An improved understanding of your body’s messaging system can help you feel better in your day-to-day life. (For Spectrum Health Beat)

Estrogen, progesterone, cortisol, serotonin, dopamine, oxytocin, endorphins.

These are words you likely recognize.

But what do they mean?

You might have heard phrases like, “I just had the best workout and am full of endorphins.” Or, “I’m so stressed, my cortisol levels must be high today.”

While we might often toss around the names of hormones in everyday conversation, do we know what our hormones really do?

Hormones are secreted directly into your bloodstream by endocrine glands. These include the ovaries, thyroid, pituitary and adrenal glands, among others.

The endocrine glands are part of the larger endocrine system, which is controlled by the brain’s hormone messenger center, the hypothalamus.

While hormone levels are most commonly associated with mood, almost everything in the body is controlled by hormones.

Feeling hungry? Hormones.

Feeling cold? Hormones.

Feeling sleepy? Hormones.

These are just some of the many bodily responses our hormones help regulate. They perform a constant dance with one another to help us feel our best.

Luckily, we can take steps to help our hormones positively affect our mood and health.

How? By introducing some gentle lifestyle changes.


What do we mean by play? This change really is simple. Feeling and acting playful boosts oxytocin levels. Oxytocin has been called the love hormone, the cuddle hormone and the happy hormone.

Throwing a frisbee, cuddling with your dog, building a sand castle, giggling with your child—these things can really make a difference. You’ve probably experienced a boost of happiness from these activities. That’s your oxytocin at work.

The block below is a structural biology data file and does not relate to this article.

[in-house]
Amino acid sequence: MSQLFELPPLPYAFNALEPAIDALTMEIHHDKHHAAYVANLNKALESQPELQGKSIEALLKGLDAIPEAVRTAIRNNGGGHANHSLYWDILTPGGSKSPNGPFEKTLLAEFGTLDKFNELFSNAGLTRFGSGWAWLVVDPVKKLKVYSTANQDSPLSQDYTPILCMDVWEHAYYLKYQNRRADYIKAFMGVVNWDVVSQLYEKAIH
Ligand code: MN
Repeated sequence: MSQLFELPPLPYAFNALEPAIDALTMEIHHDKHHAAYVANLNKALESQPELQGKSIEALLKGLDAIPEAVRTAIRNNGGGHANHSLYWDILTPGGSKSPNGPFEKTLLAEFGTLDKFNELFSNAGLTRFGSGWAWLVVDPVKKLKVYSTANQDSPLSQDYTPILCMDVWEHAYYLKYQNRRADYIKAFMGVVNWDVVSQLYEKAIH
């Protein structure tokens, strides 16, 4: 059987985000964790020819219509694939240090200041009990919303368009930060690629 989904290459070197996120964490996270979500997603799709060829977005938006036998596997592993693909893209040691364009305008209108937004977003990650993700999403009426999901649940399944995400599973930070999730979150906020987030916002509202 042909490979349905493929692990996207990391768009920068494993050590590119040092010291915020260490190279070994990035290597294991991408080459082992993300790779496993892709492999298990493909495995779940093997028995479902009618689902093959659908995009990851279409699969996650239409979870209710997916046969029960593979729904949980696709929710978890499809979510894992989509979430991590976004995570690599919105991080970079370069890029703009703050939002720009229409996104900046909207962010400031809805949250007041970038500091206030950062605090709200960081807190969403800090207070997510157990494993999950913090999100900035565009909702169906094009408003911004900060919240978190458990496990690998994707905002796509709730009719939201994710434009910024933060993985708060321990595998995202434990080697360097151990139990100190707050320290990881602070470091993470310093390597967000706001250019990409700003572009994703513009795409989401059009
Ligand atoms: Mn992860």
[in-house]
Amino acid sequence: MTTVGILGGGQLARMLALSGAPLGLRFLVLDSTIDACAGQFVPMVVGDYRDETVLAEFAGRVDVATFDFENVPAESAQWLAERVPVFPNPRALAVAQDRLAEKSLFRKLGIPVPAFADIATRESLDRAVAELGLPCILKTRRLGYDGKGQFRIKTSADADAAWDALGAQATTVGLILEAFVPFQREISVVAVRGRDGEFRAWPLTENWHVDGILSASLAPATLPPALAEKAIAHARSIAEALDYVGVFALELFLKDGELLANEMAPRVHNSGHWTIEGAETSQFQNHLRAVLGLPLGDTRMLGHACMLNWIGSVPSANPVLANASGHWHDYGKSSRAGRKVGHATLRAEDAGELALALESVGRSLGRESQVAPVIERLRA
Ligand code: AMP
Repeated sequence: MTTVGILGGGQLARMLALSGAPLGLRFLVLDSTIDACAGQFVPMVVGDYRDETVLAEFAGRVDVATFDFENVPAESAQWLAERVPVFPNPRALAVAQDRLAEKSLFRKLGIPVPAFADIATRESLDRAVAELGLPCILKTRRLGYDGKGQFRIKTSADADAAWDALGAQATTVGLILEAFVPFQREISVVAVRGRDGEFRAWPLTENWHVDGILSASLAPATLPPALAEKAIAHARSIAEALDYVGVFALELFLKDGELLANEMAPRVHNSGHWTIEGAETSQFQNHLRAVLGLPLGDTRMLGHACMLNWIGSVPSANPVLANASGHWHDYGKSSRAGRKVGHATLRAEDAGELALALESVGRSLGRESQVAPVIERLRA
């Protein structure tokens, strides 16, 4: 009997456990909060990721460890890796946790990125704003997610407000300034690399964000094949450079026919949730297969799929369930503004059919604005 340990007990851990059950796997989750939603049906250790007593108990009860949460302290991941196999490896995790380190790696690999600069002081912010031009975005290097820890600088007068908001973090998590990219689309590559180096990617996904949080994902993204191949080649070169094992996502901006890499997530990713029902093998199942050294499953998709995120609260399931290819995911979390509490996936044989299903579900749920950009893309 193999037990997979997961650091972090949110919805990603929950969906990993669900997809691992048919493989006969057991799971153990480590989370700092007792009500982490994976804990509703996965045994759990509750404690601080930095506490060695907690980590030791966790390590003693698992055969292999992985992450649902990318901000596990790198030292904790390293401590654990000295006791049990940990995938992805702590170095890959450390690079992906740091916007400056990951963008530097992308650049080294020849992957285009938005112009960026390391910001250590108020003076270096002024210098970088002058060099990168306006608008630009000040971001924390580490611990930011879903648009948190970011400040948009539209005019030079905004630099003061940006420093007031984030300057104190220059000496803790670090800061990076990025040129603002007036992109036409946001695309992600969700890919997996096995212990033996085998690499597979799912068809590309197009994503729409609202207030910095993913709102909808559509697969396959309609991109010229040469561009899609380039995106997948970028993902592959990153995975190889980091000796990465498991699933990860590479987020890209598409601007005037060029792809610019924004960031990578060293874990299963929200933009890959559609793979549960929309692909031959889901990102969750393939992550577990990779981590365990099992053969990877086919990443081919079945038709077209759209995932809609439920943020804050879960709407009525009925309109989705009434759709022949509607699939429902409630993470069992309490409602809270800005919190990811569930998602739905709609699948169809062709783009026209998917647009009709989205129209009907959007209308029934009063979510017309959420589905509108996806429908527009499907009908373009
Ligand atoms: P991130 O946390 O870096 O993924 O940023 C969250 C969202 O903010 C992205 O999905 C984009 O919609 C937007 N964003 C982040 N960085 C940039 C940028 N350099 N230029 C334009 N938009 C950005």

So lean in. Play more.


This past year has brought many changes to how we interact with one another. Human connection has become more important than ever for mental health.

Safely interacting with your family or finding an online meet up with likeminded friends can also make your happy hormones surge. Your happy hormones are oxytocin, dopamine, serotonin and endorphins. Together, they give you that feeling of euphoria you might get after a really fun dinner with friends.

Get into nature

Scientists have long suspected that getting into nature is not only good for the soul, but good for the body, too. And there’s mounting evidence to prove it.

One new study found you can reap positive physiological responses by heading outdoors, including better immune function and lower blood pressure. It can also decrease levels of cortisol, the stress hormone.

Even a brief outdoor picnic away from the city may help lower stress hormones and improve mood.

Looking for ideas? Take a walk during your lunch break or opt for an outdoor meal on a patio. You’ll feel better physically and mentally.

Lower your sugar intake

This gentle change will help you maintain your hormonal balance, which is important for women of all ages.

A high-sugar diet, which includes not just sweets but also refined carbohydrates, can increase insulin resistance and lead to the development of chronic conditions such as diabetes and polycystic ovary syndrome.

This doesn’t mean you can’t occasionally enjoy a tasty ice cream treat on a hot summer day with your family.

For midday snacks, aim for anti-oxidant rich foods such as berries and fiber-rich foods, such as chia seeds and nuts. This will help regulate your hormones and insulin and improve your metabolism—and you’ll feel better all day.

Hey, Mr. DJ

Tune into your favorite playlist—the soothing music you play in the background while you work, or that one song you always jam out to. (You know, the one that makes you dance in your kitchen or in the car. The one that gives those happy hormones a boost.)

Music increases dopamine levels, which can control our ability to feel pleasure. It’s also linked to thinking clearly.

Need to make a plan? Dopamine helps you do that.

Are these tips and tricks the only ways to help you regulate your physical and emotional feelings? Certainly not.

These are just a few suggestions that may help you better understand your body’s messaging system and, ideally, feel better in your day-to-day life.

Some other actions you can take: Get consistent sleep, lower your caffeine intake and engage in an exercise such as yoga.